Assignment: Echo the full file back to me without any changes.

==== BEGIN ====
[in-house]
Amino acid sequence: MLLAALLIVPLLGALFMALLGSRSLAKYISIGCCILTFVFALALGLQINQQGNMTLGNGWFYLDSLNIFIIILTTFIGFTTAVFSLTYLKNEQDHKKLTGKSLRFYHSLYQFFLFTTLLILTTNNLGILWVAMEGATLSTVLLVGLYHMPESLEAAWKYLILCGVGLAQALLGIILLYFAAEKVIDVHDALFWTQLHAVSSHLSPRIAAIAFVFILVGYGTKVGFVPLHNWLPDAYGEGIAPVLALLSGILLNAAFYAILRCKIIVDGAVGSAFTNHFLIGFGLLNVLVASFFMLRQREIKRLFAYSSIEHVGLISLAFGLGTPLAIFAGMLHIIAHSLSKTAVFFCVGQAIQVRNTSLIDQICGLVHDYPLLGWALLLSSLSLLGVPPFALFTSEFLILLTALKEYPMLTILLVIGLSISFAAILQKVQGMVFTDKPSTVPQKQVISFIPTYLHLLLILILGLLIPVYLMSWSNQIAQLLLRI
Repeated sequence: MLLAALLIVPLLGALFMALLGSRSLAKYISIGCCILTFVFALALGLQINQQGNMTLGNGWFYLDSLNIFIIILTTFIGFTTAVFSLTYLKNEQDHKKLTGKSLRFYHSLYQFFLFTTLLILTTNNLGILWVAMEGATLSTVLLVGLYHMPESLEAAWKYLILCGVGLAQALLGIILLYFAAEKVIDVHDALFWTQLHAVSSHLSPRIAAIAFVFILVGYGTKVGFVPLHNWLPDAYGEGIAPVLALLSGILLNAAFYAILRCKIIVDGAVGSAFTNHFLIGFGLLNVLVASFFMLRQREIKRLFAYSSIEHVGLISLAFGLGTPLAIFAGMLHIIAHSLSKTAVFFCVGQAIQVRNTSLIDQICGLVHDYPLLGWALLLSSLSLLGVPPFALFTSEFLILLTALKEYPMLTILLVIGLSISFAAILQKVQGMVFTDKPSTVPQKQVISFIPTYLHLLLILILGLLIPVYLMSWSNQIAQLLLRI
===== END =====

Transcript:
[in-house]
Amino acid sequence: MLLAALLIVPLLGALFMALLGSRSLAKYISIGCCILTFVFALALGLQINQQGNMTLGNGWFYLDSLNIFIIILTTFIGFTTAVFSLTYLKNEQDHKKLTGKSLRFYHSLYQFFLFTTLLILTTNNLGILWVAMEGATLSTVLLVGLYHMPESLEAAWKYLILCGVGLAQALLGIILLYFAAEKVIDVHDALFWTQLHAVSSHLSPRIAAIAFVFILVGYGTKVGFVPLHNWLPDAYGEGIAPVLALLSGILLNAAFYAILRCKIIVDGAVGSAFTNHFLIGFGLLNVLVASFFMLRQREIKRLFAYSSIEHVGLISLAFGLGTPLAIFAGMLHIIAHSLSKTAVFFCVGQAIQVRNTSLIDQICGLVHDYPLLGWALLLSSLSLLGVPPFALFTSEFLILLTALKEYPMLTILLVIGLSISFAAILQKVQGMVFTDKPSTVPQKQVISFIPTYLHLLLILILGLLIPVYLMSWSNQIAQLLLRI
Repeated sequence: MLLAALLIVPLLGALFMALLGSRSLAKYISIGCCILTFVFALALGLQINQQGNMTLGNGWFYLDSLNIFIIILTTFIGFTTAVFSLTYLKNEQDHKKLTGKSLRFYHSLYQFFLFTTLLILTTNNLGILWVAMEGATLSTVLLVGLYHMPESLEAAWKYLILCGVGLAQALLGIILLYFAAEKVIDVHDALFWTQLHAVSSHLSPRIAAIAFVFILVGYGTKVGFVPLHNWLPDAYGEGIAPVLALLSGILLNAAFYAILRCKIIVDGAVGSAFTNHFLIGFGLLNVLVASFFMLRQREIKRLFAYSSIEHVGLISLAFGLGTPLAIFAGMLHIIAHSLSKTAVFFCVGQAIQVRNTSLIDQICGLVHDYPLLGWALLLSSLSLLGVPPFALFTSEFLILLTALKEYPMLTILLVIGLSISFAAILQKVQGMVFTDKPSTVPQKQVISFIPTYLHLLLILILGLLIPVYLMSWSNQIAQLLLRI